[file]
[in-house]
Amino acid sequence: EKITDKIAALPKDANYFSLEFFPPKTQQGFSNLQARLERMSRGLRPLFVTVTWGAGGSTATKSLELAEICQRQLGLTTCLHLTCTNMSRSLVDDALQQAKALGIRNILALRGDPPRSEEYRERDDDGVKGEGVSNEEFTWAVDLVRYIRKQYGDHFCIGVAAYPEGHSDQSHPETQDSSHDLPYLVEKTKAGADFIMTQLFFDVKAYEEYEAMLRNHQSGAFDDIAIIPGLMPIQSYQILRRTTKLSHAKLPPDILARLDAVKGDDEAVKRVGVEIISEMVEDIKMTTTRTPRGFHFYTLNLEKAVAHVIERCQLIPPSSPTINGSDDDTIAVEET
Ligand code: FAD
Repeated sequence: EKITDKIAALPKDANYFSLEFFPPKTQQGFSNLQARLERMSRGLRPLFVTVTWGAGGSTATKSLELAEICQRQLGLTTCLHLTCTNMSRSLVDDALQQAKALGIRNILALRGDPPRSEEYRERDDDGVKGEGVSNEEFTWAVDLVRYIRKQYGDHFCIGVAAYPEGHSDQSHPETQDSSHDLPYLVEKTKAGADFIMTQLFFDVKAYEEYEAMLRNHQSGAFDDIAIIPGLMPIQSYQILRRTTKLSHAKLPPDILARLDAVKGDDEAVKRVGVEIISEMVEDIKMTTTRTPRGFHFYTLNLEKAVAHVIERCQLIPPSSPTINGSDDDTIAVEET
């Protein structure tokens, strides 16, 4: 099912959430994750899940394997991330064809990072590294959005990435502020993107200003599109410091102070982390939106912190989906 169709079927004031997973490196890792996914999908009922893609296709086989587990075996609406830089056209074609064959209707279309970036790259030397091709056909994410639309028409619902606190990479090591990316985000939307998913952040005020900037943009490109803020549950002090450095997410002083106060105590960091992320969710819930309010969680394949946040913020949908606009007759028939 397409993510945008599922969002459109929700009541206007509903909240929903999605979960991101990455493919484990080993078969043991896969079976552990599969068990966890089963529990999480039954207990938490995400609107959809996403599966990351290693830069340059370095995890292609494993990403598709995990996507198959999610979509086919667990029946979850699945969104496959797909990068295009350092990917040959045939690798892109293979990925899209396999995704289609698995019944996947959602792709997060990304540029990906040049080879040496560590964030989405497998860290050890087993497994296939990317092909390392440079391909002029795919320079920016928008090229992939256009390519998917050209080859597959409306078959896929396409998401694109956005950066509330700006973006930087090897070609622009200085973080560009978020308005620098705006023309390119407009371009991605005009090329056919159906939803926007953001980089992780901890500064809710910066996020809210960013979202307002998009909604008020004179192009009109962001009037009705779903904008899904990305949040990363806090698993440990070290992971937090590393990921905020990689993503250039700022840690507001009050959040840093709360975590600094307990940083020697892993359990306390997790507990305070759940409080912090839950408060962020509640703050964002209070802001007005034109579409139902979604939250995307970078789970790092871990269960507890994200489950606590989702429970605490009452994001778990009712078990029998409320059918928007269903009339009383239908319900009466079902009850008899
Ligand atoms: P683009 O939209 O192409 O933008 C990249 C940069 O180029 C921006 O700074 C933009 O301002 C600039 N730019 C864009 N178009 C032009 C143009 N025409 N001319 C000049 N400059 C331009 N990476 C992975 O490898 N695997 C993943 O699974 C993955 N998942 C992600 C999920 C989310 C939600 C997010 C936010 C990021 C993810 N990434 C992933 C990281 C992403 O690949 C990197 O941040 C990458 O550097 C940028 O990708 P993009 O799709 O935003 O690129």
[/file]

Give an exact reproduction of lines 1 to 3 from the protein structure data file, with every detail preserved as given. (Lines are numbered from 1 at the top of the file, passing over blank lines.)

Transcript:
[in-house]
Amino acid sequence: EKITDKIAALPKDANYFSLEFFPPKTQQGFSNLQARLERMSRGLRPLFVTVTWGAGGSTATKSLELAEICQRQLGLTTCLHLTCTNMSRSLVDDALQQAKALGIRNILALRGDPPRSEEYRERDDDGVKGEGVSNEEFTWAVDLVRYIRKQYGDHFCIGVAAYPEGHSDQSHPETQDSSHDLPYLVEKTKAGADFIMTQLFFDVKAYEEYEAMLRNHQSGAFDDIAIIPGLMPIQSYQILRRTTKLSHAKLPPDILARLDAVKGDDEAVKRVGVEIISEMVEDIKMTTTRTPRGFHFYTLNLEKAVAHVIERCQLIPPSSPTINGSDDDTIAVEET
Ligand code: FAD